Between now and 2050, global spending on new electric power generation is forecast to total $11.5 trillion. Of that total, 73% — $8.4 trillion — will be invested in solar and wind and another $1.5 trillion in other zero-carbon technologies like hydro and nuclear. Another $548 billion will be invested in battery capacity by 2050.
This investment will produce a 17-fold increase in solar photovoltaic capacity worldwide and a six-fold increase in wind power capacity. The levelized cost of electricity (LCOE) from new solar photovoltaic (PV) plants is forecast to fall a further 71% by 2050, while that for onshore wind drops by a further 58%. These two technologies have already seen LCOE reductions of 77% and 41% respectively between 2009 and 2018.
The data were reported Thursday by Bloomberg NEF (BNEF) in the firm’s New Energy Outlook (NEO) for 2018.
While the forecast increases are impressive in every area of renewables, the impact that falling battery costs will have on the electricity mix over the coming decades is perhaps the most impressive. BNEF predicts that lithium-ion battery prices, already down by nearly 80% per megawatt-hour since 2010, will tumble another 67% by 2030 as electric vehicle manufacturing ramps up.
Seb Henbest, lead author of the NEO, said:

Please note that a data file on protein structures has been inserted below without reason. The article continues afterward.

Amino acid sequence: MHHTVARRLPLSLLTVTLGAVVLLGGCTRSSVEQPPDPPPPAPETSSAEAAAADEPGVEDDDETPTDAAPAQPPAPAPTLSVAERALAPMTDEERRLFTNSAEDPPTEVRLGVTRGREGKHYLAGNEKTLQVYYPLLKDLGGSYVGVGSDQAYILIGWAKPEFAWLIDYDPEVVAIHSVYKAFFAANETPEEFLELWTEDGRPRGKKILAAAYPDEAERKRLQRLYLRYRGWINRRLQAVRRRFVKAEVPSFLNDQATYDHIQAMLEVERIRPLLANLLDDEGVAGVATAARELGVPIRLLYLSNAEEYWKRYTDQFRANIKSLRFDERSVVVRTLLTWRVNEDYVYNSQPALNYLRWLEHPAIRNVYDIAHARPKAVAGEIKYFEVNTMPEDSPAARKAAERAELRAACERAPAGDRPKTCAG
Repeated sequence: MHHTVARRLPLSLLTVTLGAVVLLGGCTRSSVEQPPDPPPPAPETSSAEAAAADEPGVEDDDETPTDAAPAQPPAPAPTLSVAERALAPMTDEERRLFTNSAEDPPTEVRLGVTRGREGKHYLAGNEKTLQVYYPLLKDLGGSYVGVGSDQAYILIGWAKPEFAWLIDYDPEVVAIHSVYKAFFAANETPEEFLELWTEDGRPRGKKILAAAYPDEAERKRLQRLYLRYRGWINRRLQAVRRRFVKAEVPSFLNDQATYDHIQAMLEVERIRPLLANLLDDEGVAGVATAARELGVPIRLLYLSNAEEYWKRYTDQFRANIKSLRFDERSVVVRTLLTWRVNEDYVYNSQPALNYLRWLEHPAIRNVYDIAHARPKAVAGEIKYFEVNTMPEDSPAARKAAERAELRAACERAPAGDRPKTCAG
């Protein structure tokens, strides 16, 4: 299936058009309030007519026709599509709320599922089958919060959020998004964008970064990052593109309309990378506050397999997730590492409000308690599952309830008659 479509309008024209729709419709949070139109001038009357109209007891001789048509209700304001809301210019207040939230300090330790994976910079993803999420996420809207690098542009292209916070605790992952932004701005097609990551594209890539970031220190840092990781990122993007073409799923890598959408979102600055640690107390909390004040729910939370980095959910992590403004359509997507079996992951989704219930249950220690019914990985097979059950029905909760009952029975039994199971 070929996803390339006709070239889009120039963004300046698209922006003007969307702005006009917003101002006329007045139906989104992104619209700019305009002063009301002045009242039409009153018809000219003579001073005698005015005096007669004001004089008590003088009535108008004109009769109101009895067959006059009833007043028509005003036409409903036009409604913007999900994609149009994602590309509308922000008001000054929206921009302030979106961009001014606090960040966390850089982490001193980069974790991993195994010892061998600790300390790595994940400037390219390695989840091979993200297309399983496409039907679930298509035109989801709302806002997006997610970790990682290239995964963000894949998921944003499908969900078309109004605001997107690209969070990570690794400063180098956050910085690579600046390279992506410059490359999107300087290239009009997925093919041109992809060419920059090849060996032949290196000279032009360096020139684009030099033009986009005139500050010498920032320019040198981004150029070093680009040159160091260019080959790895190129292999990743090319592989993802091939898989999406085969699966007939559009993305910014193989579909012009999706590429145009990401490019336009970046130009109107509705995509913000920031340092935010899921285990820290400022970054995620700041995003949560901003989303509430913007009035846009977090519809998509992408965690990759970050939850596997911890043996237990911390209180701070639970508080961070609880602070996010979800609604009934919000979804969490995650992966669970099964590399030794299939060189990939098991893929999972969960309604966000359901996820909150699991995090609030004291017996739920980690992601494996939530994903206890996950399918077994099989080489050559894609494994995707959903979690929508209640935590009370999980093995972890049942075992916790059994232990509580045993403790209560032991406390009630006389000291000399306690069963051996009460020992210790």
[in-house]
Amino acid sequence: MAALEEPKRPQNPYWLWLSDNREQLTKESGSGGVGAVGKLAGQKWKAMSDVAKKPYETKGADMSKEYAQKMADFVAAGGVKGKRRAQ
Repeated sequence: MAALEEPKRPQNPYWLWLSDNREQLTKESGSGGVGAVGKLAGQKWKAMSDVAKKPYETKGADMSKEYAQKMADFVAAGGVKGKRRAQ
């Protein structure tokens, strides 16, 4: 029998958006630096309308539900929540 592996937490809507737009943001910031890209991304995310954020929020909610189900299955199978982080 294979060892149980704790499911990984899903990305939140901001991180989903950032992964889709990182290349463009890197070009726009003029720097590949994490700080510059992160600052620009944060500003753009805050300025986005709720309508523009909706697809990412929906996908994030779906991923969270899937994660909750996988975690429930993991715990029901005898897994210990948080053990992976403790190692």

The arrival of cheap battery storage will mean that it becomes increasingly possible to finesse the delivery of electricity from wind and solar, so that these technologies can help meet demand even when the wind isn’t blowing and the sun isn’t shining.
The big loser is coal. Elena Giannakopoulou, head of energy economics at BNEF, said:
Coal emerges as the biggest loser in the long run. Beaten on cost by wind and PV for bulk electricity generation, and batteries and gas for flexibility, the future electricity system will reorganize around cheap renewables – coal gets squeezed out.
BNEF predicts that coal will generate just 11% of global electricity by 2050, down from about 38% currently.
Given the bearish outlook for coal, BNEF now sees global electricity sector emissions rising 2% from 2017 to a peak in 2027, and then falling 38% to 2050.
However that won’t be enough to meet the target of a two-degree Celsius increase in global temperatures. Matthias Kimmel, energy economics analyst at BNEF, commented:
Even if we decommissioned all the world’s coal plants by 2035, the power sector would still be tracking above a climate-safe trajectory, burning too much unabated gas. Getting to two degrees requires a zero-carbon solution to the seasonal extremes, one that doesn’t involve unabated gas.
An executive summary of the 2018 NEO is available on the Bloomberg New Energy Finance website.